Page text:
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Thinking in a foreign language, we’re less prone to superstition

21 November 2017

Operating in our second language can have some intriguing psychological effects.

We swear more freely and linger longer on embarrassing topics than normal. We’re also less susceptible to cognitive biases. According to psychologist Constantinos Hadjichristidis at the University of Trento, this is because a second language discourages us from relying on intuitive thinking. In a new paper in The Quarterly Journal of Experimental Psychology, Hadjichristidis and his colleagues have shown another way that this manifests – when thinking in a foreign language, we’re less prone to superstition.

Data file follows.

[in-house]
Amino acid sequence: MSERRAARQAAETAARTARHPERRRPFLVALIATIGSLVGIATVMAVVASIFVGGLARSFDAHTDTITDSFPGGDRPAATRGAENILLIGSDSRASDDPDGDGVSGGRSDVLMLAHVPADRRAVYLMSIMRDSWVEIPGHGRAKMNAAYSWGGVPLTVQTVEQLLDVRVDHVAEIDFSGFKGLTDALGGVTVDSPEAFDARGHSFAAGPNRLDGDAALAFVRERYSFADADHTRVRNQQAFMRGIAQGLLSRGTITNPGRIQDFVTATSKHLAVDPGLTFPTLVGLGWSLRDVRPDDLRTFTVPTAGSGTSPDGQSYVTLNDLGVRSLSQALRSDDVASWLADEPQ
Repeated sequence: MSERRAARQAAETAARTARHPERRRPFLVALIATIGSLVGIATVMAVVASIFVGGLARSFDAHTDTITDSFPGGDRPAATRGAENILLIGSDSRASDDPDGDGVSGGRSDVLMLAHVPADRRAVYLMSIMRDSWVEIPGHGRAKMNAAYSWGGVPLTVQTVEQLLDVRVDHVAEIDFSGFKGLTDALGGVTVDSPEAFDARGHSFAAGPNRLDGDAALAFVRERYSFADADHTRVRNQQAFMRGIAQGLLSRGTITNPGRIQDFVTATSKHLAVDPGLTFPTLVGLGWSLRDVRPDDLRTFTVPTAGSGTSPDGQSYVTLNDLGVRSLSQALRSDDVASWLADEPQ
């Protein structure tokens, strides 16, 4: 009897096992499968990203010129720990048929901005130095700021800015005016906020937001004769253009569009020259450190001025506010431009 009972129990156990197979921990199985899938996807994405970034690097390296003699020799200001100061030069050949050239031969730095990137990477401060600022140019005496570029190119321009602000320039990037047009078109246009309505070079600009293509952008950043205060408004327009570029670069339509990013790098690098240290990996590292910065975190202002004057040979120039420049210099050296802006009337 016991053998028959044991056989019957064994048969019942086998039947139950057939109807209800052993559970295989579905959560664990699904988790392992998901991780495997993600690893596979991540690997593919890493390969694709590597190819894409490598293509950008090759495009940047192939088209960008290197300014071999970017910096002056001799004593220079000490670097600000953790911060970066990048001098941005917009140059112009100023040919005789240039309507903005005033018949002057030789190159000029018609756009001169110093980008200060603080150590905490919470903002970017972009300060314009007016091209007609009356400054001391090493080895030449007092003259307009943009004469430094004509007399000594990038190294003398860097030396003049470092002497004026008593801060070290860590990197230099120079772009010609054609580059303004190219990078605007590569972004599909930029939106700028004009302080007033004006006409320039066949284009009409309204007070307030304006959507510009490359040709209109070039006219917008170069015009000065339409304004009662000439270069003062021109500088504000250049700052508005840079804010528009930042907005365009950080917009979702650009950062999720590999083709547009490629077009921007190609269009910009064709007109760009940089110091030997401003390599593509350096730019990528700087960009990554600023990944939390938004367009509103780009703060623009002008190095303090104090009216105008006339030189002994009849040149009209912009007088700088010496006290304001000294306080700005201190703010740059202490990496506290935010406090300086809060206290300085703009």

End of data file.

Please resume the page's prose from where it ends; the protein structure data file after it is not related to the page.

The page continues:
In one experiment, 400 native German speakers with proficiency in English imagined themselves in various scenarios, described either in German or English text, about an important day, like the morning before an exam or the day of a job application deadline.

Each scenario involved a break in the routine, which was either mundane (like discovering the kitchen sink being blocked or spotting an airplane in the sky), or had a superstitious connotation – negative, like a mirror breaking, or positive, such as spotting a falling star in the sky.

Participants rated how positive or negative they would feel in these situations, responding in the same language as the text.

Read more on our Research Digest blog.


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